For geographic areas in which there is a high concentration of all of one kind (Chassidish enclaves and among saturated non-Chassidish neighborhoods as well), they have a “we own the place” perspective. All of the people and homes around them are frum. There is a strong infrastructure of frum education, commercial stores, employers, political leaders, and human service organizations which thrive in this insularity, pretty much obviating the need for secular versions of those resources. This has created an entitlement to do whatever they want. The “other” to whom they are occasionally exposed is marginalized as being morally inferior based simply on their association with the rest of the world which is deemed immoral. The elitism manifests itself in public and private speech which certainly is contrary to the way that we (frum) Jews have always wanted to be viewed by others throughout the millennia.

  9. Charlie Hall says:

    I did not see the program as we do not own a television. My problem with Satmar is the anti-Israel rallies they hold — they just filled a 17,000 seat hockey arena for one earlier this month. Was their anti-Zionism mentioned?

    • It was not. It would have been irrelevant to the thrust of the piece. BTW, what is this “television” you refer to? A new kind of iPhone? Whatever it is, I don’t own one either. The series can be viewed through the internet, connection therewith you certainly have!

  10. Leah B says:

    That a spokesperson for Chasidim spoke in such a disgusting way was shocking. His use of foul language (in English and Yiddish) was ironic considering he was critical of non-Jews for cursing.
    How stupid is it to send forth a racist, foul-mouthed spokesperson who has no basic understanding of communicating a sympathetic message?
    “We very much would like to have good relationships with all our neighbors. However, we feel it is very important to shelter our children. We dont allow internet, movies etc so when we tried once to have a joint youth group with non Jews it was problematic because …”
    We all know that making a positive impression is important. So is respecting other people (from all groups). Let’s work on that in all religious communities.

    • Again, I caution you NOT to view the piece as linear, with the spokesman’s responses assumed to follow the questions that are raised. It may not have been the case. We should be able to imagine conversations about related topics in which his actual words would be strong, but not over the top. The blame possibly can be assigned to an editor, rather than the spokesman. We should not criticize him until we hear directly from him. My piece relates not to him, but the impact that the final product will have on the viewer.

  11. leah b says:

    Sorry, no dice.
    The words he used to express himself – which I will not quote here – don’t belong in the response to any question that could have been asked.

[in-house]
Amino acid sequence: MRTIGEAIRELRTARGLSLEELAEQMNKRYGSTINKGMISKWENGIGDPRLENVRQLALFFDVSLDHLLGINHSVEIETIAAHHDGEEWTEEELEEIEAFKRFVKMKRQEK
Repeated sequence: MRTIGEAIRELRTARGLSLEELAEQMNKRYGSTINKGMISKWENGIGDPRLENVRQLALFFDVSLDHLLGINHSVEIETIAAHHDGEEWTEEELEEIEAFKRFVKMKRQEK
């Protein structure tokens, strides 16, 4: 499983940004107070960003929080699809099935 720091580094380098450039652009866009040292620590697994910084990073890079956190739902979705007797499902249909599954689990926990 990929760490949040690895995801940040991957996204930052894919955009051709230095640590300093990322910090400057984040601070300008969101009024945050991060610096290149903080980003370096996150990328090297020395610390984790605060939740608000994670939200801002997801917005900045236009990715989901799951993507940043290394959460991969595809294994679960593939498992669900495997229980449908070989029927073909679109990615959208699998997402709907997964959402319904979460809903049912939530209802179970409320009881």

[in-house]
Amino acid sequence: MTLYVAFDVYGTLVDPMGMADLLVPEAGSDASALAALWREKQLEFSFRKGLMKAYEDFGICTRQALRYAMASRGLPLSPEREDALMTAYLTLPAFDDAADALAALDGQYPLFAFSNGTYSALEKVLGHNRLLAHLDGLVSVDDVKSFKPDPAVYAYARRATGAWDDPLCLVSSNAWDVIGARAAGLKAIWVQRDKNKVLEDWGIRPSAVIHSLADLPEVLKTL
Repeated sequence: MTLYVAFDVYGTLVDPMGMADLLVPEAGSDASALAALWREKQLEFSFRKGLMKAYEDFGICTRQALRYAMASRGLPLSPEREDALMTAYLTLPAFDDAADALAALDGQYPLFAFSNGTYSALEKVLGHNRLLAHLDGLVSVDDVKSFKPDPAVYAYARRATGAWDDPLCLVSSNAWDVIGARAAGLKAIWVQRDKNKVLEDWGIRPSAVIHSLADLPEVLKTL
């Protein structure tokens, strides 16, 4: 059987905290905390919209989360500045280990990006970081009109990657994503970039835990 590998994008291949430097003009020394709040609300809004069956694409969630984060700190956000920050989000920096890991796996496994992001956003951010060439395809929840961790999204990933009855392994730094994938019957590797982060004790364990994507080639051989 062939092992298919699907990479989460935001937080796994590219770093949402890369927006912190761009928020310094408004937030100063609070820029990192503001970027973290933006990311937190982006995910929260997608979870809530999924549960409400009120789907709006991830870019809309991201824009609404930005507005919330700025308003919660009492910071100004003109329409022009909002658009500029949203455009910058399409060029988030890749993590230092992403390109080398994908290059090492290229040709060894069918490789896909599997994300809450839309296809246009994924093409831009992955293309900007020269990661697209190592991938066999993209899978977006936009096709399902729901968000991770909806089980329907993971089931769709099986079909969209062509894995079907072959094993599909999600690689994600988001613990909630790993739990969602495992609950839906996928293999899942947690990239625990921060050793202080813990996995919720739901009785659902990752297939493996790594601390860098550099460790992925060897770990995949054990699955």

Let’s say it was a direct question about the event – Why did you pull your children out of a joint youth group? What happened at the event? What was the problem with sharing space with Hispanic kids?
    Then the answer is: We want to build community, but unfortunately, some non-Chasidic kids were using curse words and discussing inappropriate topics but we value refined speech and we felt there was a negative dynamic” etc.
    Those words and the message they conveyed by the spokesman were NOT nice, not in any context, not as any response to ANY question.

  12. Steve Brizel says:

    It is not racist to avoid a joint youth endeavor where the values and speech are anithetical to Torah values. Every hadran contrasts Anu amelim vhem amelim
    Every Shabbos where I walk to shul I hear young men playing basketball in a yeshivas playground whose vocabulary and values are antithetical to that of which we should ne aspiring. Thete is nothing wrong in viewing much og contemporary culture as toxic to growth in Avodas HaShem.

  13. shloi says:

    The most insular chasidic communities need a certain degree of antisemitism in order to thrive so that non-jews will not want to have much to do with religious jews, but at the same time keep it to a live and let live attitude that does not lead to discrimination

  14. David Ohsie says:

    For people who want to see the videos, google “fox news community in conflict”. There are actually more than just the 3 part series.

  15. David Ohsie says:

    @Leah b: I don’t agree that his use of profanity was wrong in this instance. He was trying to be concrete about what he claims was said there. It makes much more sense when you just say it than talk around it.

  16. MK says:

    I think there is one horrific statement in the Mishpacha article. It states, matter of factly, that smuggling is no more, or less, prevalent than general society.
    How can that not shock us and not lead to a communal cheshbon hanefesh and serious reflection on our chinuch and on our communal priorities?

  17. Leah B says:

    Hello you all must watch the videos because we are talking at cross purposes. David you missed the profanity I referred to.
    I don’t mean that the spokesman was wrong for being clear and saying “non Jewish children were saying the F word and our children had never heard that word”
    When HE was speaking about other matters, HE used the S word, the B word, the D word (in Yiddish). Ugh!!!!
    HE also made a point of emphasizing the non Jews’ ethnic background when it wasn’t relevant, claimed the nonreligious are “insane” and on and on.
    It was cringe-worthy. Hence this entire piece was written because Rabbi A clearly was distressed by the negative image that was created.